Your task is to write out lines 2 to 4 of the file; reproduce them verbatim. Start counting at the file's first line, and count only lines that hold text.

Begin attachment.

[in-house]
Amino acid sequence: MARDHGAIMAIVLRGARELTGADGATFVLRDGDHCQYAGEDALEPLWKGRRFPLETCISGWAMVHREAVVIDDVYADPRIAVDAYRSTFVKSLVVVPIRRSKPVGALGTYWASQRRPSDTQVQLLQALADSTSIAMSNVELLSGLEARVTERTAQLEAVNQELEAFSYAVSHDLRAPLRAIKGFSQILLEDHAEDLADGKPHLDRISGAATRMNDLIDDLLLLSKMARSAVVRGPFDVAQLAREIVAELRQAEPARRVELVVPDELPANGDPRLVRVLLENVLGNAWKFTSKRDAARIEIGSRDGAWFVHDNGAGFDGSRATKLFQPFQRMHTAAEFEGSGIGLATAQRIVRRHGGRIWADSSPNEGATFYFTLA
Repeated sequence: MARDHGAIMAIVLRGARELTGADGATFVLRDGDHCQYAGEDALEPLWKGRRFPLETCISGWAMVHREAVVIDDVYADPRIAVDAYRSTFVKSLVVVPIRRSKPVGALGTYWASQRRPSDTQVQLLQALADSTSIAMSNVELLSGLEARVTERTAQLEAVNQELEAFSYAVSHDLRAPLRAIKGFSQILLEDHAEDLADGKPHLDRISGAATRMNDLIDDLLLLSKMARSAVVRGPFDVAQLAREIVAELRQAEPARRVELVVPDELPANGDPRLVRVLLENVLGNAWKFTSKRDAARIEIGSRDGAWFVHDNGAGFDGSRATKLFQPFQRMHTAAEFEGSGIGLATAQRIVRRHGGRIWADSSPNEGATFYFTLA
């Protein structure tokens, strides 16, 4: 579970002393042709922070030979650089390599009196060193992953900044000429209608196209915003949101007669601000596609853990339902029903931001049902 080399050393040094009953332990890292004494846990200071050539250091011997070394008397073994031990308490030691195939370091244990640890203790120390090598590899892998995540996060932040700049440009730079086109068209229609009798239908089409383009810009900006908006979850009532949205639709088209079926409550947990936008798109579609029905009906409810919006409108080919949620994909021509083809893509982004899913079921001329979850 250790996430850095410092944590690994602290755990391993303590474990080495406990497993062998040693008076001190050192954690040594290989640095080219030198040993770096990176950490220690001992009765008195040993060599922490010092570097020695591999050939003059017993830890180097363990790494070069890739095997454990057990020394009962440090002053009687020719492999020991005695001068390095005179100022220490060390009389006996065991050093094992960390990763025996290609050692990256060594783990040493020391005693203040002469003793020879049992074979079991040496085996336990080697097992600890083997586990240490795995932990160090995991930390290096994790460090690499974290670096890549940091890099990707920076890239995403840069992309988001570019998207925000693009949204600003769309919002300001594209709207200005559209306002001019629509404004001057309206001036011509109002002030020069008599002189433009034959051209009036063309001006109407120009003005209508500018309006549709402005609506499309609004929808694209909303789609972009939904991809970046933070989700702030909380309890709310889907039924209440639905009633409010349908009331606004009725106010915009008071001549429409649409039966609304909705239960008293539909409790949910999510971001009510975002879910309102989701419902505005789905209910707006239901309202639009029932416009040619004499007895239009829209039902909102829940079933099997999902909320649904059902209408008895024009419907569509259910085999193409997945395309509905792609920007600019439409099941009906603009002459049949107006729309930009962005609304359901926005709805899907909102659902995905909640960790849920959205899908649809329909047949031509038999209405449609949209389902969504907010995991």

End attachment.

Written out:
Amino acid sequence: MARDHGAIMAIVLRGARELTGADGATFVLRDGDHCQYAGEDALEPLWKGRRFPLETCISGWAMVHREAVVIDDVYADPRIAVDAYRSTFVKSLVVVPIRRSKPVGALGTYWASQRRPSDTQVQLLQALADSTSIAMSNVELLSGLEARVTERTAQLEAVNQELEAFSYAVSHDLRAPLRAIKGFSQILLEDHAEDLADGKPHLDRISGAATRMNDLIDDLLLLSKMARSAVVRGPFDVAQLAREIVAELRQAEPARRVELVVPDELPANGDPRLVRVLLENVLGNAWKFTSKRDAARIEIGSRDGAWFVHDNGAGFDGSRATKLFQPFQRMHTAAEFEGSGIGLATAQRIVRRHGGRIWADSSPNEGATFYFTLA
Repeated sequence: MARDHGAIMAIVLRGARELTGADGATFVLRDGDHCQYAGEDALEPLWKGRRFPLETCISGWAMVHREAVVIDDVYADPRIAVDAYRSTFVKSLVVVPIRRSKPVGALGTYWASQRRPSDTQVQLLQALADSTSIAMSNVELLSGLEARVTERTAQLEAVNQELEAFSYAVSHDLRAPLRAIKGFSQILLEDHAEDLADGKPHLDRISGAATRMNDLIDDLLLLSKMARSAVVRGPFDVAQLAREIVAELRQAEPARRVELVVPDELPANGDPRLVRVLLENVLGNAWKFTSKRDAARIEIGSRDGAWFVHDNGAGFDGSRATKLFQPFQRMHTAAEFEGSGIGLATAQRIVRRHGGRIWADSSPNEGATFYFTLA
């Protein structure tokens, strides 16, 4: 579970002393042709922070030979650089390599009196060193992953900044000429209608196209915003949101007669601000596609853990339902029903931001049902 080399050393040094009953332990890292004494846990200071050539250091011997070394008397073994031990308490030691195939370091244990640890203790120390090598590899892998995540996060932040700049440009730079086109068209229609009798239908089409383009810009900006908006979850009532949205639709088209079926409550947990936008798109579609029905009906409810919006409108080919949620994909021509083809893509982004899913079921001329979850 250790996430850095410092944590690994602290755990391993303590474990080495406990497993062998040693008076001190050192954690040594290989640095080219030198040993770096990176950490220690001992009765008195040993060599922490010092570097020695591999050939003059017993830890180097363990790494070069890739095997454990057990020394009962440090002053009687020719492999020991005695001068390095005179100022220490060390009389006996065991050093094992960390990763025996290609050692990256060594783990040493020391005693203040002469003793020879049992074979079991040496085996336990080697097992600890083997586990240490795995932990160090995991930390290096994790460090690499974290670096890549940091890099990707920076890239995403840069992309988001570019998207925000693009949204600003769309919002300001594209709207200005559209306002001019629509404004001057309206001036011509109002002030020069008599002189433009034959051209009036063309001006109407120009003005209508500018309006549709402005609506499309609004929808694209909303789609972009939904991809970046933070989700702030909380309890709310889907039924209440639905009633409010349908009331606004009725106010915009008071001549429409649409039966609304909705239960008293539909409790949910999510971001009510975002879910309102989701419902505005789905209910707006239901309202639009029932416009040619004499007895239009829209039902909102829940079933099997999902909320649904059902209408008895024009419907569509259910085999193409997945395309509905792609920007600019439409099941009906603009002459049949107006729309930009962005609304359901926005709805899907909102659902995905909640960790849920959205899908649809329909047949031509038999209405449609949209389902969504907010995991």